The problem is that these sinks are in many ways arbitrary, often intermittent, and most importantly ineffective in the face of endgame play. I’ve always found it interesting that the concept of an endgame has become so natural. Isn’t that when the game is over? I recollect when I was playing AC that the designers set the cap at 126 and expected it never to be broken. Of course, it was. More recent games see avid players hitting the cap within weeks (if not days) of the release. You simply have to take a look at the Plaguelands of WoW to see the effort that designers have invested in order to keep capped players happy. More to the point, though, there really hasn’t been any major advancement done concerning the endgame and its impact on economics. This is significant for two reasons. First, when a player cannot level any higher, he can no longer be rewarded experience for successful quest completion. Instead, the game increases the volume of cash rewards. Second, and quite naturally, the highest level regions will have the highest level loot worth the most money. So this means that endgamers become very wealthy with few money sinks to moderate the cash they introduce into circulation. After all, a capped player no longer has leveling costs. They may have put off a trade skill which may cost a little cash, but other than that, they’re pretty much just saving up for an epic mount or fancier house. Once that’s done the major expenses are over. The costs of quick transportation and equipment repair are minimal enough that they hardly put a dent in player wealth at any level.

Endgame wealth also has a major influence on MMO disparity of wealth. New players start out markedly poorer compared with endgame player rerolls or other low levels with wealthy benefactors. Because a rerolled character has much greater wealth, they can afford to go into an auction house and pay top dollar for all the best gear. In fact, new player wealth diminishes over time because, for example, a Level 1 WoW quest will have the same cash reward in 2009 as it did in 2005 but the value of a copper coin in 2005 was much greater than it is four years later.

Some may argue that disparity of wealth is a natural economic phenomenon, and that is true. The problem is two-fold. First the disparity increases inflationary problems in the economy and second, it can reduce enjoyment of the game. An MMO is sustained by two things: keeping old gamers happy and continuing to bring in new ones. If the new ones are so far behind the power curve that their game play is inhibited (or perceived to be inhibited), they are much more likely to leave. Naturally the same problem would occur on the opposite end if high level players’ wealth meant nothing, but the current system is clearly out of balance in their favor.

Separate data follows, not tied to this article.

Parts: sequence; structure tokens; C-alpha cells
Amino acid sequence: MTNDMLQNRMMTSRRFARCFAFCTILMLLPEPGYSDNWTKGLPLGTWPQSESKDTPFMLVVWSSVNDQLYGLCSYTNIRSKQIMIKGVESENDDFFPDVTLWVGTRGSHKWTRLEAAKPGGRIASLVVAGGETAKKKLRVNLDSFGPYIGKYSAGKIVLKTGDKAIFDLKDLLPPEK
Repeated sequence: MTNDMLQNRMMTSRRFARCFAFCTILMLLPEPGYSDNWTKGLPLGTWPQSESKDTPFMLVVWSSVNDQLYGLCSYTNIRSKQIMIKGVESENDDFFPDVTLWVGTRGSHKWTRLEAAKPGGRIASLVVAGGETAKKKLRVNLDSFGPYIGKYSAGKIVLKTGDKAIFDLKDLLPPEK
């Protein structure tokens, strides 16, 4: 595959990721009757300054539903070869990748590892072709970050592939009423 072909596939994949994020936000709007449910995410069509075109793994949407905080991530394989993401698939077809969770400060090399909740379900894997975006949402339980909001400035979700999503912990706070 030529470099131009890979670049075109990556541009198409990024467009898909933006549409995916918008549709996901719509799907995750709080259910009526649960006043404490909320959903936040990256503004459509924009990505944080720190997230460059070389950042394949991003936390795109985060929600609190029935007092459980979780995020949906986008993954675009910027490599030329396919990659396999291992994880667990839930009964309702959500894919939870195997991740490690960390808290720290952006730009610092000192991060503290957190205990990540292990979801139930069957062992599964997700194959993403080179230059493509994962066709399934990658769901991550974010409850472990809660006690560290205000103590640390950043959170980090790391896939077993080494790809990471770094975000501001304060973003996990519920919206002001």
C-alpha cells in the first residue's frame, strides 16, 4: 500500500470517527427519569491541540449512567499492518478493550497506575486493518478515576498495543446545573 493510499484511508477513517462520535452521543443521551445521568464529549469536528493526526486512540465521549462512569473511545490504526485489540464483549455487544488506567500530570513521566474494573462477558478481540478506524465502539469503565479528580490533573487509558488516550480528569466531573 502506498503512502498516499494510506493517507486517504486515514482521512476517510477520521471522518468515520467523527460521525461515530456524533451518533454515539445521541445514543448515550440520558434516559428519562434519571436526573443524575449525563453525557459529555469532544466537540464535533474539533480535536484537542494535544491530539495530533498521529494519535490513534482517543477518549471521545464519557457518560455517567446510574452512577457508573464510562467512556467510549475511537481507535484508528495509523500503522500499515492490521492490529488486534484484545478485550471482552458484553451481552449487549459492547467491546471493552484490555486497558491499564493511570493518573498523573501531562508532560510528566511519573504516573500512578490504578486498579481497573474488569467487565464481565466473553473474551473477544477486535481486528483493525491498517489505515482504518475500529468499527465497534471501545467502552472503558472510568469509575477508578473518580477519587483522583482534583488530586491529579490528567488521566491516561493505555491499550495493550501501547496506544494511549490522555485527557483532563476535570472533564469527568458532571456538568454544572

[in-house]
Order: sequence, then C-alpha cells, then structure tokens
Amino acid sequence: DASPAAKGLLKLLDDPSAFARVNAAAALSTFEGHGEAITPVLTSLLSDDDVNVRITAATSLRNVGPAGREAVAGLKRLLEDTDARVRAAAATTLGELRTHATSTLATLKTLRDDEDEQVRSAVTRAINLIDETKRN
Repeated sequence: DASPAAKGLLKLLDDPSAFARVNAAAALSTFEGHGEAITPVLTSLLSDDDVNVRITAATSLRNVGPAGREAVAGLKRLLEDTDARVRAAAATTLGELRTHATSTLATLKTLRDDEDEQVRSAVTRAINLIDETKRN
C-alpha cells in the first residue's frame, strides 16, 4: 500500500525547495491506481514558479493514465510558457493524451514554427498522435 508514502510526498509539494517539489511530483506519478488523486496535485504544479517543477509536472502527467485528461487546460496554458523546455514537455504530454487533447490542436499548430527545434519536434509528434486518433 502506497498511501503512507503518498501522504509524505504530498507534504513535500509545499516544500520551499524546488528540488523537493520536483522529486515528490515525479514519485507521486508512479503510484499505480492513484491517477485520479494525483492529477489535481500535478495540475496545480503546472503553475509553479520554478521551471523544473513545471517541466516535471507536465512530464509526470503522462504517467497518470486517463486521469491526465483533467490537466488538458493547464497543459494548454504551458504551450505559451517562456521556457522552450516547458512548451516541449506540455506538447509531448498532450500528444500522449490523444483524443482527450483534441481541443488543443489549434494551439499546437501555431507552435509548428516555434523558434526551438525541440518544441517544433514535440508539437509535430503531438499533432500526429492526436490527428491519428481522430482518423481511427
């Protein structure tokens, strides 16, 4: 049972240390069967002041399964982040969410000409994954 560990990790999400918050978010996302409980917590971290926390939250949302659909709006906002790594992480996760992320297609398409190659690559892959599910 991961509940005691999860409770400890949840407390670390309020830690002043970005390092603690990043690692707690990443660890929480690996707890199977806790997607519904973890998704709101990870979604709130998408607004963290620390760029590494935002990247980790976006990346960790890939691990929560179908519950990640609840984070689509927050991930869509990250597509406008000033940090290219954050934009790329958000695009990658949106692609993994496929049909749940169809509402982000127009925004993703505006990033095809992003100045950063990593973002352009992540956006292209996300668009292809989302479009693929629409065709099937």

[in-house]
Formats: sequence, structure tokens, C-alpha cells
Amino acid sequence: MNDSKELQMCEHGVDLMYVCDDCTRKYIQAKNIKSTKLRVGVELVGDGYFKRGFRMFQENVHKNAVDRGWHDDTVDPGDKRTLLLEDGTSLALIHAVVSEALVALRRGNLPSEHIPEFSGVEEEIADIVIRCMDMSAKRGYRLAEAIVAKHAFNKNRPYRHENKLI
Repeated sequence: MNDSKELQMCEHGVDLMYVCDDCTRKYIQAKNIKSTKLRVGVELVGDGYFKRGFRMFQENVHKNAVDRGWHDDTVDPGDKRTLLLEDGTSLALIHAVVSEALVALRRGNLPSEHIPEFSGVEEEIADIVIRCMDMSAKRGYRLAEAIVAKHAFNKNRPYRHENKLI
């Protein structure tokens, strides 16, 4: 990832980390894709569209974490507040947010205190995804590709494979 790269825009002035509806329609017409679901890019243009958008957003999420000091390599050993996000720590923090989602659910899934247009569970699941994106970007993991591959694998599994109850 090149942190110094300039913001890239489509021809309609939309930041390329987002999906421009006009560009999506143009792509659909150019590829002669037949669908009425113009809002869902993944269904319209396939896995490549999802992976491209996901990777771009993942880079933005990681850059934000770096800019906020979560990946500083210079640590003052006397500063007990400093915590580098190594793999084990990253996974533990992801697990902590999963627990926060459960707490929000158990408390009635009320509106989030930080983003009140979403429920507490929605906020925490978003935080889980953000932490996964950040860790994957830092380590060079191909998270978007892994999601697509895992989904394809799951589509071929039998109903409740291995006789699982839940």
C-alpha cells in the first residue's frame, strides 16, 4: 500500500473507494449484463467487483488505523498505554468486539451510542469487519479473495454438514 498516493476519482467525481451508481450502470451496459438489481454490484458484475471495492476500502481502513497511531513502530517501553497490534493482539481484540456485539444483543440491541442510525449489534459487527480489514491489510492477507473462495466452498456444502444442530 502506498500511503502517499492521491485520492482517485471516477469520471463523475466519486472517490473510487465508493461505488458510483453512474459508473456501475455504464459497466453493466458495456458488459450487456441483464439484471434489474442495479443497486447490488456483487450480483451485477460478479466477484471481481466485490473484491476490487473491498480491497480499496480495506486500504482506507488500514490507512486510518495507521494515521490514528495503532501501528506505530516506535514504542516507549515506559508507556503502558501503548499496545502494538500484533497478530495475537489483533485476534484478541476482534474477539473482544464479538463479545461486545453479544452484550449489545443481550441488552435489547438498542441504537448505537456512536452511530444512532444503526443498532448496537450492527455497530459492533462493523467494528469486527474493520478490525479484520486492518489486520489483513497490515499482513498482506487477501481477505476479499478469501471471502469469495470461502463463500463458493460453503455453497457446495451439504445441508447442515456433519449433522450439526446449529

Now that we’ve had this overview of current MMO economics, per my standard methodology we’ll look at what history has to say about this topic. Given that the Middle Ages provide the basic inspiration for fantasy MMOs, the economics of that era should provide the best information for this analysis. From about the 3rd to the 15th century, Europe was predominantly in a barter economy. That is not to say that currency didn’t exist. It certainly did in some places but was far outweighed by barter. Even when it was present, the value of the money was not typically based on the principles of a money economy, but rather on the weight of the precious metals in the money.

One of the best examples may be the late Roman Empire as it descended from a money system to a barter system. There are many theories on this murky era of history, but it is known that Roman currency was heavily debased. This probably had multiple causes including precious metal mines producing far less gold and silver than previously and also greater quantities of money leaving the empire than entering it. This occurred both due to trade with the Far East which was a predominantly one-sided arrangement (money leaves the Empire and goods flow in) and tribute paid to keep the various “barbaric” peoples pacified. Regardless of the causes, emperors began debasing currency by shrinking the size of gold coins and reducing the amount of silver vs. alloy in silver coins. A natural effect of devalued money is that it becomes less important than the goods and services it represents. Even Roman soldiers began to receive in-kind payments such as leased farmland.